BORIS JOHNSON has suffered a major blow after one of his special envoys resigned over his plan which risks overriding parts of the Brexit withdrawal agreement with the European Union through the Government’s Internal Market Bill.
Rehman Chishti, who is Boris Johnson’s Special Envoy for Freedom of Religion or Belief and also MP for Gillingham and Rainham Flag, wrote on Twitter he “can’t support Internal Market Bill in its current form”. He said alongside the resignation letter he has sent to Mr Johnson: “I’ve written to the PM resigning as PM’s Special Envoy on FoRB. I can’t support Internal Market Bill in its current form, which unilaterally break UK’s legal commitments. As an MP for 10yrs & former Barrister, values of respecting rule of law & honouring one’s word are dear to me.”
The plan from the Prime Minister to defy international law with legislation that breaches parts of the Brexit divorce deal faces a vote in the House of Commons on Monday.
Parliament will debate the Internal Market Bill, with ministers then voting to decide if the legislation should proceeed to the House of Lords, where opposition from Conservative members is expected to be even stronger.
But the Mr Johnson, who has an 80-seat majority in the Commons, is facing a revolt from some of his own ministers, while former Prime Ministers including David Cameron, Theresa May and Tony Blair have all criticised the plan.
Geoffrey Cox, who served as attorney general under Mr Johnson before he left the role in February, said it would be “unconscionable” to override the withdrawal agreement, adding there is “no doubt” the “unpalatable” implications of the treaty were known to the Prime Minister when he signed it.
The Brexiteer warned he would not back the Internal Market Bill unless ministers dispel the impression they plan to “permanently and unilaterally” rewrite an international agreement, with tariffs and customs procedures on certain goods entering Northern Ireland from Britain were part of the deal.
Mr Cox added if the powers in the Bill were used to “nullify those perfectly plain and foreseeable consequences” then it would amount to the “unilateral abrogation of the treaty obligations”.
He wrote in The Times: “When the Queen’s minister gives his word, on her behalf, it should be axiomatic that he will keep it, even if the consequences are unpalatable.
“No British minister should solemnly undertake to observe treaty obligations with his fingers crossed behind his back.”
The former attorney general continued: “What I can say from my perspective is we simply cannot approve or endorse a situation in which we go back on our word, given solemnly not only by the British Government and on behalf of the British Crown, but also by Parliament when we ratified this in February, unless there are extreme circumstances which arrive involving a breach of duty of the good faith by the EU.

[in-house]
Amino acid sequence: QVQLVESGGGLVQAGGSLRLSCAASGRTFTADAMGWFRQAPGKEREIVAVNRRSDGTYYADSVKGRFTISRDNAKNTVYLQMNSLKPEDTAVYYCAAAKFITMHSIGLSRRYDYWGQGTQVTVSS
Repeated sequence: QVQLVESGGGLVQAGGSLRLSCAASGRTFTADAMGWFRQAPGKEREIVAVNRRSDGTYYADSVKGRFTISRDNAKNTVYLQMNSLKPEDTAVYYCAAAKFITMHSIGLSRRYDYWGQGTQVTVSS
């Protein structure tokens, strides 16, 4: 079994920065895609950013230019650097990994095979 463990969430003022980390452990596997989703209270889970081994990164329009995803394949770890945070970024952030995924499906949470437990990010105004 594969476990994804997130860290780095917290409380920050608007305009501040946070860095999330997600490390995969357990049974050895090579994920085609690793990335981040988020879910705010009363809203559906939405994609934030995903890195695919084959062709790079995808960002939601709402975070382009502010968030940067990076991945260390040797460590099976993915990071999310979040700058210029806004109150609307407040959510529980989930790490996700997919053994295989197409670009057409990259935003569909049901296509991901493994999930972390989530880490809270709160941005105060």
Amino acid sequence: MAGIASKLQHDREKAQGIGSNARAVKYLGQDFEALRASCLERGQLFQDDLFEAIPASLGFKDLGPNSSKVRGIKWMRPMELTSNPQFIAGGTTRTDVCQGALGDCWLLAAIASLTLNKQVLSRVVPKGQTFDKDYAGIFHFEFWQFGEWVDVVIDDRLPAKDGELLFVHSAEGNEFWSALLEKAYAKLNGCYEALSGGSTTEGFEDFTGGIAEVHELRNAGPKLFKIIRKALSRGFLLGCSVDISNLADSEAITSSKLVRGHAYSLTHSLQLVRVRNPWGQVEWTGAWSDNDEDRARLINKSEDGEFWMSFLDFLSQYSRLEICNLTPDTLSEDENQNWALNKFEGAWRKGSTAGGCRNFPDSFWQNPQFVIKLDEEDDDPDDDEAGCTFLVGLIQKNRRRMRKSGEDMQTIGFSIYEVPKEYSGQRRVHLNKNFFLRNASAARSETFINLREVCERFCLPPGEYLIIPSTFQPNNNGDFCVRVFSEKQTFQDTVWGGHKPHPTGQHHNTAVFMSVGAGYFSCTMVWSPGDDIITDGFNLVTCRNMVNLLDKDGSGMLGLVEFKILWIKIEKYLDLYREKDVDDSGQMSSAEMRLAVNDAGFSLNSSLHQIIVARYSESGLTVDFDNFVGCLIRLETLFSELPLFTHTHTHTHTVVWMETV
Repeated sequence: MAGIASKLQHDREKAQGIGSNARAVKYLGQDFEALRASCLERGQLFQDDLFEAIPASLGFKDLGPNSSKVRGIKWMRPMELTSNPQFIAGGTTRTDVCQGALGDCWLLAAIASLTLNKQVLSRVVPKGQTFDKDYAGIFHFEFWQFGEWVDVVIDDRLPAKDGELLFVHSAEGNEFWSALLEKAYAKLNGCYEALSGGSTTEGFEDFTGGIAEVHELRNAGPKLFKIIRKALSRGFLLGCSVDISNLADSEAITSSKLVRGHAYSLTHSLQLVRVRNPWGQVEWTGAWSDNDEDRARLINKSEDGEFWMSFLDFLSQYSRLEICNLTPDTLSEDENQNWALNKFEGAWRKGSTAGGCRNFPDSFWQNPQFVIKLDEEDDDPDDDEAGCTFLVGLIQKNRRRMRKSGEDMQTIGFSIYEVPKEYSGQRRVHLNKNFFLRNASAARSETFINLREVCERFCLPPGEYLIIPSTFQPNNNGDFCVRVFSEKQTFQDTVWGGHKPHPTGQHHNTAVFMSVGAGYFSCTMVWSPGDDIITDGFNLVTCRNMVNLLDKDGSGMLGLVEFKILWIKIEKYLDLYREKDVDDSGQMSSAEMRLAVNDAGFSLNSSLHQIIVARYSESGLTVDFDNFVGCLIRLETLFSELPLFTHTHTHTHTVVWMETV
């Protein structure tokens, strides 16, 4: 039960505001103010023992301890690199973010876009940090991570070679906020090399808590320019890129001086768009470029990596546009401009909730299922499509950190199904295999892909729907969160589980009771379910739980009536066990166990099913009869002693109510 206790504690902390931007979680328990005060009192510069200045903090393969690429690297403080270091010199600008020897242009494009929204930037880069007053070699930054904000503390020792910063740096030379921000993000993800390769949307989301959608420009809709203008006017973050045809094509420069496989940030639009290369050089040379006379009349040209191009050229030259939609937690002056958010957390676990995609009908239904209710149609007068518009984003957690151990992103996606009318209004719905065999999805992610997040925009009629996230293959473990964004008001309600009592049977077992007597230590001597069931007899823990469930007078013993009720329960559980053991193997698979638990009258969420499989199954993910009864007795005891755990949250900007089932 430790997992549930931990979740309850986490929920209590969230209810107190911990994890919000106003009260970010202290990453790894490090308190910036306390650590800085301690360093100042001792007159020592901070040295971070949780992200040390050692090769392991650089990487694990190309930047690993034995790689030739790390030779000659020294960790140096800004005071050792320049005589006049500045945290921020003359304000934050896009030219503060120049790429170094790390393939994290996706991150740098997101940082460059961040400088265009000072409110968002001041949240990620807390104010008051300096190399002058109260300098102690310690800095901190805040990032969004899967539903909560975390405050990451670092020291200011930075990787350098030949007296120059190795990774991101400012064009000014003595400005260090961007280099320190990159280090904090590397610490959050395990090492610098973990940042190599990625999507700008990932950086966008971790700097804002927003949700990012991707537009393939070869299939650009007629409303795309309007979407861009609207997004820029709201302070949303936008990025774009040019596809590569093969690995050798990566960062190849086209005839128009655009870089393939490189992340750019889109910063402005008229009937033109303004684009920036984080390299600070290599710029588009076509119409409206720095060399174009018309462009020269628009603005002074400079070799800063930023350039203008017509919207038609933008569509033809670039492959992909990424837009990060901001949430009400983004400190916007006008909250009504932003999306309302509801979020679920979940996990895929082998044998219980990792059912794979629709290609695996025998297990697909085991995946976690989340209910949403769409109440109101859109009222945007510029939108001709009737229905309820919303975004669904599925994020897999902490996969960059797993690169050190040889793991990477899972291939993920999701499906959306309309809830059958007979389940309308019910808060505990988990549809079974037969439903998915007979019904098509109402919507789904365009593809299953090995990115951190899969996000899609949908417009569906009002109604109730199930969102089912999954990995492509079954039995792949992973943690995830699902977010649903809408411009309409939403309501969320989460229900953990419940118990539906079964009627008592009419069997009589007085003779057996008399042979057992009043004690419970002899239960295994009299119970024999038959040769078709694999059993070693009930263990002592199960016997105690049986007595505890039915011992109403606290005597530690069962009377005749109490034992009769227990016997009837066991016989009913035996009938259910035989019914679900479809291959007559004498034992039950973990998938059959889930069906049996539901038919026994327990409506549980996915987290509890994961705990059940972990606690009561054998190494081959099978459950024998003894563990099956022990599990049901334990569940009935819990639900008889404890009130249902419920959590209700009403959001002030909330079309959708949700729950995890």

“In those circumstances, there are then lawful remedies open to us and it is those we should take rather than violating international law and a solemn treaty.
“The breaking of the law leads ultimately to very long-term and permanent damage to this country’s reputation and it is also a question of honour to me – we signed up, we knew what we were signing, we simply can’t seek to nullify those ordinary consequences of doing that and I simply can’t support that.
“But, as I’ve said, there may be circumstances in which these powers could be lawfully used and it is those circumstances that the Government needs to define, I believe, to get the support of people like me.
“And, may I say, I find myself in a very sad position – I’m a strong supporter of this Government, I’m a strong supporter of Brexit, but for me the crossing of an important boundary is when the Government says it is going to break the law and a treaty it signed.”
David Cameron, who was Prime Minister at the time of the EU referendum vote in June 2016, expressed “misgivings” about overriding the Brexit withdrawal agreement.
He said: “Passing an Act of Parliament and then going on to break an international treaty obligation is the very, very last thing you should contemplate.
“It should be an absolute final resort.
“So, I do have misgivings about what’s being proposed.
“But, I would just make this point.
“So far what’s happened is the Government has proposed a law that it might pass, or might not pass, or might use, or might not use depending on whether certain circumstances do, or do not appear.”
Mr Cameron added: “And, of course, the bigger picture here is that we are in a vital negotiation with the European Union to get a deal and I think we have to keep that context, that big prize in mind.”